Thursday, August 24, 2006

Drug Reps - an endangered species?

Are drug reps a "dying breed"?

After seeing their numbers more than triple – from 30,000 in 1985 to 100,000 in 2005, according to the Amundsen Group consulting firm – at last the ranks of drug reps are starting to thin.

In New Jersey – home of pharmaceutical giants Wyeth and Merck – sales and marketing employment at the biggest drug companies fell from 23 percent of their overall workforce in 2004 to 16 percent in 2005.

Both Wyeth and Merck have said rising criticism of the industry's long-standing strategy of smothering doctors with sales pitches has also prompted them to scale back their sales forces.

"Doctors are so incredibly busy with managing their patient loads, they really don't have free time" to listen to sales representatives, said Joe Mahady, president of Wyeth's American and Global Businesses.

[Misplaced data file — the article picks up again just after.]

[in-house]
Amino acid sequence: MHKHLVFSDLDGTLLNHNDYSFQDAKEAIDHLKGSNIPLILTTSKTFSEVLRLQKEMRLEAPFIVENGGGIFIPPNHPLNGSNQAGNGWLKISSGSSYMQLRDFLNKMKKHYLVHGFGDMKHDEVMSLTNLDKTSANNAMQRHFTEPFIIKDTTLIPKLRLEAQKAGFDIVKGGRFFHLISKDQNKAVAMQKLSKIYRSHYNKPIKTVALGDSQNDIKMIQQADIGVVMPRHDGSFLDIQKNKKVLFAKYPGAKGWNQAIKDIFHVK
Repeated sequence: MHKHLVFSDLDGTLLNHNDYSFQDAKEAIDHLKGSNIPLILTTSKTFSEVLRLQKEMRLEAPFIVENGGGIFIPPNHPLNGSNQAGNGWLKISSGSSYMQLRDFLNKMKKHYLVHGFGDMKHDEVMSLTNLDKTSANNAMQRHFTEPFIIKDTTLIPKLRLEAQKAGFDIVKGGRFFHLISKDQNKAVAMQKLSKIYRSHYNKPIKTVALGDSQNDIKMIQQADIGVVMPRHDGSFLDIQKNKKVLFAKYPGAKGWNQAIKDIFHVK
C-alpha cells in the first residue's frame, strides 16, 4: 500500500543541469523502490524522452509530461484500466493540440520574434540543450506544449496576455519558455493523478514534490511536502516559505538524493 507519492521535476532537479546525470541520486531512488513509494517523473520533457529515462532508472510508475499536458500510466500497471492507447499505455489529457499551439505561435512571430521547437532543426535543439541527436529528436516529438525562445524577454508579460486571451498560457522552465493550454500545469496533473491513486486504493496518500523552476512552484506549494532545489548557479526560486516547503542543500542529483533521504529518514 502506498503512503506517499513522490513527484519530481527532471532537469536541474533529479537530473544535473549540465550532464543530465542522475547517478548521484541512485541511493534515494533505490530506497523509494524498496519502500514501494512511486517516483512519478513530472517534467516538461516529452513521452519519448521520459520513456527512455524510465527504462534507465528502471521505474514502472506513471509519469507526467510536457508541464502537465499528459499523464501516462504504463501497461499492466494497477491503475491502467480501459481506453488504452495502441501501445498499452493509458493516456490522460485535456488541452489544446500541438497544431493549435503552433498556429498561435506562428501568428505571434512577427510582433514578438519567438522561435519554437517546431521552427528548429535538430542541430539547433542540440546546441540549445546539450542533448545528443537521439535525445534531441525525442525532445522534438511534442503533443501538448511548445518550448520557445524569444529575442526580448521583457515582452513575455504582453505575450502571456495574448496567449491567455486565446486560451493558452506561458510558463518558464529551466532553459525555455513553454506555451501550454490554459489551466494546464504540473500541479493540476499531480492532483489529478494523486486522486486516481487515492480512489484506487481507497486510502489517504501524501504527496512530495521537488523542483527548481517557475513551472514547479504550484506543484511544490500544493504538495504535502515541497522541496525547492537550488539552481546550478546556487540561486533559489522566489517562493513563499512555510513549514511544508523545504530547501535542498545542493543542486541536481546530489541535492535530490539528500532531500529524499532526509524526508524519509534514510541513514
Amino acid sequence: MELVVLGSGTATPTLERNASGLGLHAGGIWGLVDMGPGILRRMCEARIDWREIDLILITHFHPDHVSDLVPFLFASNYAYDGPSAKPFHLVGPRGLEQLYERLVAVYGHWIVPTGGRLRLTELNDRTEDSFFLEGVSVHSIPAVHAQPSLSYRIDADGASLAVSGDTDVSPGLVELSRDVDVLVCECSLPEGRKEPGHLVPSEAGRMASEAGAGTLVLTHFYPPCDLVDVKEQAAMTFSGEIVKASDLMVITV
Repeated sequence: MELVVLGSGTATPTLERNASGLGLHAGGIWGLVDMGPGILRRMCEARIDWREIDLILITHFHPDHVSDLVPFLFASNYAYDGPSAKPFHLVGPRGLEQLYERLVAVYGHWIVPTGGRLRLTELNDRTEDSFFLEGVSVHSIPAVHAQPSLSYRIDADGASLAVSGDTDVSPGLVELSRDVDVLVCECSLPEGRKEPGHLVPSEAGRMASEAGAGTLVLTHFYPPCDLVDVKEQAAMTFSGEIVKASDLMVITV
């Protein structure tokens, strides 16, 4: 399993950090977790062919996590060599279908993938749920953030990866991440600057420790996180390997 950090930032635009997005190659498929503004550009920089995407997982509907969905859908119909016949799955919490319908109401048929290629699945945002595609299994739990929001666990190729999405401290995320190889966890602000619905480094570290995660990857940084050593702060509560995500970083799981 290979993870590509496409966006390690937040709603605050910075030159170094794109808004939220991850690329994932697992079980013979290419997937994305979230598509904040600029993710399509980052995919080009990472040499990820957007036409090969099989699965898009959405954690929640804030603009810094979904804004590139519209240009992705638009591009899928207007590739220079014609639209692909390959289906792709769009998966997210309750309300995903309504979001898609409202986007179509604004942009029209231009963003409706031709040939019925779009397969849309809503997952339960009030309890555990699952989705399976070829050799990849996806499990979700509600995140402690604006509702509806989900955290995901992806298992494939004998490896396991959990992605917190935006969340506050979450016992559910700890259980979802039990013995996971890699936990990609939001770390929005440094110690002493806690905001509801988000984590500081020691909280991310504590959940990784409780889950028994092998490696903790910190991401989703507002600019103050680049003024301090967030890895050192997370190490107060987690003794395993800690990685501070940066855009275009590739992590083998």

That wasn't the case 10 or 15 years ago, when the industry began ratcheting up the numbers of sales reps in the belief that the more times a doctor was approached about a given drug, the more likely that doctor was to prescribe it.

For many years, that strategy worked, Mr. Mahady said, leading to the explosion in the numbers of sales reps nationwide.

"It was a ground war," he said.

During this period, the practice of "mirroring" a doctor became popular.

"Mirroring" is when several reps from the same company visit the same doctor to make the same pitch for the same drug again and again.

Wyeth has reduced its full-time sales force to 4,500, down 500 from a year ago.

Meanwhile, Merck chief executive Richard C. Clark has been outspoken in explaining the company's decision to save money by reducing its sales force and increasing the efficiency of the reps who remain.

At meetings with analysts and shareholders in recent months, Mr. Clark has said the move was prompted primarily by negative feedback from physicians.


No comments: